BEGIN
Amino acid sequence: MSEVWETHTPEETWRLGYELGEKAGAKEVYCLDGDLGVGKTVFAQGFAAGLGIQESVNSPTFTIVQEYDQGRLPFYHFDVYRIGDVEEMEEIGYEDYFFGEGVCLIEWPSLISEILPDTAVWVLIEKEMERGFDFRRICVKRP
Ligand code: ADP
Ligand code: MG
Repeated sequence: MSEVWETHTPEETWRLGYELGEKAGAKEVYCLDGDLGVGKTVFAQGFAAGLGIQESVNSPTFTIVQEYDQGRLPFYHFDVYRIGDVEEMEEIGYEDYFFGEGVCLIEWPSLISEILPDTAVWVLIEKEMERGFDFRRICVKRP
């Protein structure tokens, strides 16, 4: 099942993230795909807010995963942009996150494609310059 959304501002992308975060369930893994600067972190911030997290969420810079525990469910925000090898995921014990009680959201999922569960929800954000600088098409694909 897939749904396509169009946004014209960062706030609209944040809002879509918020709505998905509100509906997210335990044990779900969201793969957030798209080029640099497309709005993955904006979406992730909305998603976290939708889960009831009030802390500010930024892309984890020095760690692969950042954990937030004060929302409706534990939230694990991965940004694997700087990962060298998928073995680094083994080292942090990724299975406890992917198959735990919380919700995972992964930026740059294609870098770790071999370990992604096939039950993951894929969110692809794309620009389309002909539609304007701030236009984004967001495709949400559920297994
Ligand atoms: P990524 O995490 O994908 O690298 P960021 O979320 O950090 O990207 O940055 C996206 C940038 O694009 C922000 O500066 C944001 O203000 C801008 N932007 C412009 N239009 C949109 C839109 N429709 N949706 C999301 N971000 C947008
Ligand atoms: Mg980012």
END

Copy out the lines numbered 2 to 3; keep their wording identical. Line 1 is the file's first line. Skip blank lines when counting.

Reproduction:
Ligand code: ADP
Ligand code: MG